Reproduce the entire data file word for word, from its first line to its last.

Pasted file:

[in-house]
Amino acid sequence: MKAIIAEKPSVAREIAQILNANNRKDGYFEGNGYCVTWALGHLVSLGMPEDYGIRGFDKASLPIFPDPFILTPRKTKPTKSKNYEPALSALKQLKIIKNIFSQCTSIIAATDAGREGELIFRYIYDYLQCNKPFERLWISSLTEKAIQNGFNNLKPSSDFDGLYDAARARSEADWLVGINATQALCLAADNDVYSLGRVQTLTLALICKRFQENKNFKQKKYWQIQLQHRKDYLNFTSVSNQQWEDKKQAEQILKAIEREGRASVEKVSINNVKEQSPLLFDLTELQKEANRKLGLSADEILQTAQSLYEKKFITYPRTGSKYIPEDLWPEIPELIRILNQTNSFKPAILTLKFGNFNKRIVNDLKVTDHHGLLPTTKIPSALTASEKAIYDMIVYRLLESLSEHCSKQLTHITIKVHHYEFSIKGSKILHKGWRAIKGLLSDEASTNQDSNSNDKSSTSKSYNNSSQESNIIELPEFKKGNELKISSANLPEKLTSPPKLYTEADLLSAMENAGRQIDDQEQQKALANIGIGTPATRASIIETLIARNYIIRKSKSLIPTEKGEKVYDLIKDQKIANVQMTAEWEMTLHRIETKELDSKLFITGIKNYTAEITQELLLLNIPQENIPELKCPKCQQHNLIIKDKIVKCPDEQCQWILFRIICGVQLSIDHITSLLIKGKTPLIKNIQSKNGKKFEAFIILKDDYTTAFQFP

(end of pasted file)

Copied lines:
[in-house]
Amino acid sequence: MKAIIAEKPSVAREIAQILNANNRKDGYFEGNGYCVTWALGHLVSLGMPEDYGIRGFDKASLPIFPDPFILTPRKTKPTKSKNYEPALSALKQLKIIKNIFSQCTSIIAATDAGREGELIFRYIYDYLQCNKPFERLWISSLTEKAIQNGFNNLKPSSDFDGLYDAARARSEADWLVGINATQALCLAADNDVYSLGRVQTLTLALICKRFQENKNFKQKKYWQIQLQHRKDYLNFTSVSNQQWEDKKQAEQILKAIEREGRASVEKVSINNVKEQSPLLFDLTELQKEANRKLGLSADEILQTAQSLYEKKFITYPRTGSKYIPEDLWPEIPELIRILNQTNSFKPAILTLKFGNFNKRIVNDLKVTDHHGLLPTTKIPSALTASEKAIYDMIVYRLLESLSEHCSKQLTHITIKVHHYEFSIKGSKILHKGWRAIKGLLSDEASTNQDSNSNDKSSTSKSYNNSSQESNIIELPEFKKGNELKISSANLPEKLTSPPKLYTEADLLSAMENAGRQIDDQEQQKALANIGIGTPATRASIIETLIARNYIIRKSKSLIPTEKGEKVYDLIKDQKIANVQMTAEWEMTLHRIETKELDSKLFITGIKNYTAEITQELLLLNIPQENIPELKCPKCQQHNLIIKDKIVKCPDEQCQWILFRIICGVQLSIDHITSLLIKGKTPLIKNIQSKNGKKFEAFIILKDDYTTAFQFP